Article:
Housing regulations, more than those that bind standard businesses, explain the Sun Belt’s population growth.

* Joe Holley at the Chronicle wrote defeated Harris County Commissioner Sylvia Garcia a favorable article. There's also this:

Although some longtime political observers say she lost touch with portions of her diverse district and others say she grew complacent, Garcia insists she was swept out of office in a GOP tidal wave too powerful to withstand.
Obviously the two are not mutually exclusive. The former happened, which made the latter possible. She has $1 million dollars left in her campaign account, and her opponent spent only $20k. By definition, Sylvia Garcia got complacent.

Still, you'd have to think she'd have a chance against Gene Green (or in a new district) with redistricting likely to change the congressional map around, and now she's got nothing to lose.

* This part of a sad article made me laugh:

The Lincoln-Way East High School graduate used his connections as president of the College Republicans at Illinois Wesleyan University to become an active volunteer on the re-election campaign of veteran U.S. Rep. Jerry Weller.
You don't need to use connections to volunteer for political campaigns. Just show up. 98% of political campaigns will use your time completely inefficiently and often completely ineffectively as well, but it's not like they are going to tell you to go away.

* "Quick, without looking it up, rank the following NFL QBs in terms of their 2010 Adjusted Yards Per Passing Attempt through week 15:

A. Drew Brees
B. Peyton Manning
C. Colt McCoy
D. Matt Ryan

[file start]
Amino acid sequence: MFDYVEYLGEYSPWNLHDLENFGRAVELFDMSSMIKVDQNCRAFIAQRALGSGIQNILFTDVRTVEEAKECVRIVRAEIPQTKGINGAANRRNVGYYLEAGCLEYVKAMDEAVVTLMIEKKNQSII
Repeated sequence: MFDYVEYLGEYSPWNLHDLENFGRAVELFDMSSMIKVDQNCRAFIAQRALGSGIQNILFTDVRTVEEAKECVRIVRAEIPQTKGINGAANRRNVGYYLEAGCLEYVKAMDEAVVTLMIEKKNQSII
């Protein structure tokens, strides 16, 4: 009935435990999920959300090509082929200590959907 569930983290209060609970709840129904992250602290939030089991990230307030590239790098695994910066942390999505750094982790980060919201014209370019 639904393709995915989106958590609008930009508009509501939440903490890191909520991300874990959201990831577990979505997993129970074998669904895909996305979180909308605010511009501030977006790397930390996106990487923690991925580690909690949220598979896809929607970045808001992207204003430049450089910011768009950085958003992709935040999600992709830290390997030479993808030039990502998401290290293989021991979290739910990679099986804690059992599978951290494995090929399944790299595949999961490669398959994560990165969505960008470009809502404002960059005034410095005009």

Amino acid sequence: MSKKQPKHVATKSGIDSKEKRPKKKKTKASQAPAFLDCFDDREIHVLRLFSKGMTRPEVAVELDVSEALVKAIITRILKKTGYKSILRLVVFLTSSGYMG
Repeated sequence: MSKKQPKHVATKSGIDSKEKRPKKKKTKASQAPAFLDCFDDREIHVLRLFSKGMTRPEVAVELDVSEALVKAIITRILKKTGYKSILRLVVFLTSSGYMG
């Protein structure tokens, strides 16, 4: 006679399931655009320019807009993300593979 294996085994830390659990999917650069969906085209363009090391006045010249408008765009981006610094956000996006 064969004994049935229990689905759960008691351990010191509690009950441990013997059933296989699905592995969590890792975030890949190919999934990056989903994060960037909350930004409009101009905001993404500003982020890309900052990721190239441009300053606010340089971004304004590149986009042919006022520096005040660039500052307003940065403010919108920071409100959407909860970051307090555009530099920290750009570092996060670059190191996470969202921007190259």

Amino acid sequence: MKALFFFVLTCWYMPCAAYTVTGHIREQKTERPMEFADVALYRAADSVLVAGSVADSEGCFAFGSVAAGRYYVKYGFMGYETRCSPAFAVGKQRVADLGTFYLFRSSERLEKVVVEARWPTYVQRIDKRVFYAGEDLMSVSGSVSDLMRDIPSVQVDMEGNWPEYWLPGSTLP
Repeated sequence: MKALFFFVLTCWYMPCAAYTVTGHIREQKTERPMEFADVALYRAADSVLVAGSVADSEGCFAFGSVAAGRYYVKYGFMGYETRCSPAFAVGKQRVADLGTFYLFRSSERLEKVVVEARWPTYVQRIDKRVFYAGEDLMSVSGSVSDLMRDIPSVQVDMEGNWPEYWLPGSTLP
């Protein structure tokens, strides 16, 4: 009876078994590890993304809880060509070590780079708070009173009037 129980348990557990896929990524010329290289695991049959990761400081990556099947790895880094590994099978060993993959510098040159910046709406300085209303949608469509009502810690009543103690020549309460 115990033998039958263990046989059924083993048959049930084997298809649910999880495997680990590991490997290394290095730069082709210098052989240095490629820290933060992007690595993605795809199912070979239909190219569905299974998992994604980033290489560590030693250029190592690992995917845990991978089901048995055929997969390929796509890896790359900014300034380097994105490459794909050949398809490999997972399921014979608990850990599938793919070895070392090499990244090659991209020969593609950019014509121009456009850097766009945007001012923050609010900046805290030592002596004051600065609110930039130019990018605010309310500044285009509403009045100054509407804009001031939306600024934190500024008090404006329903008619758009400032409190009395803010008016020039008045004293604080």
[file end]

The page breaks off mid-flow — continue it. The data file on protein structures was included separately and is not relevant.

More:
E. Sam Bradford"

Colt McCoy is #1, slightly edging out Peyton Manning.

* Stu Rothenberg nominates Bill White for his Most Overhyped Candidate of 2010, saying "I'll never believe Democratic statewide spin about Texas -- at least not until they finally win one."

If you read this blog, you shouldn't have fallen for the spin.

Posted by Evan @ 12/29/10 05:11 PM | Comments (0)

 
 


Interesting Texas demographic facts

From this FWST article:

* Texas has doubled in population since 1975.

*"The largest direct migration flow from one state to another is California to Texas."

* 90% of Texas' growth in the last decade came from DFW, Houston metro, San Antonio/Austin, and the Rio Grande Valley.

* Non-Latinos have 1.3 births per death.

* Latinos have 8 births per death.

Llegó ya la hora para aprender comunicarse en el Español. Vamos.

Posted by Evan @ 12/29/10 04:37 PM | Comments (0)

 
 


Daily Speaker's Race (Melo)Drama

Warren Chisum sent out a press release:

I am pleased that Representative Taylor has called a Republican Caucus meeting for January 10th. The Democrat members of the Texas House caucused before the last legislative session to elect Speaker Straus and 100% of the Democrats remain pledged to Speaker Straus today. Therefore, when we convene on January 10th, I call on Representative Taylor as the Republican Caucus chair, to call for a vote to determine the Republican preference for Speaker of the Texas House.

Harvey Kronberg called gotcha!

House Democrats never "caucused to elect Speaker Straus." That is a myth manufactured by the anti-Straus faction.

The only thing resembling unity in the Democratic Caucus was opposition to the incumbent. The only document ever signed was a letter confirming that 64 Democrats would not vote for Speaker Tom Craddick.

To which Chisum responded: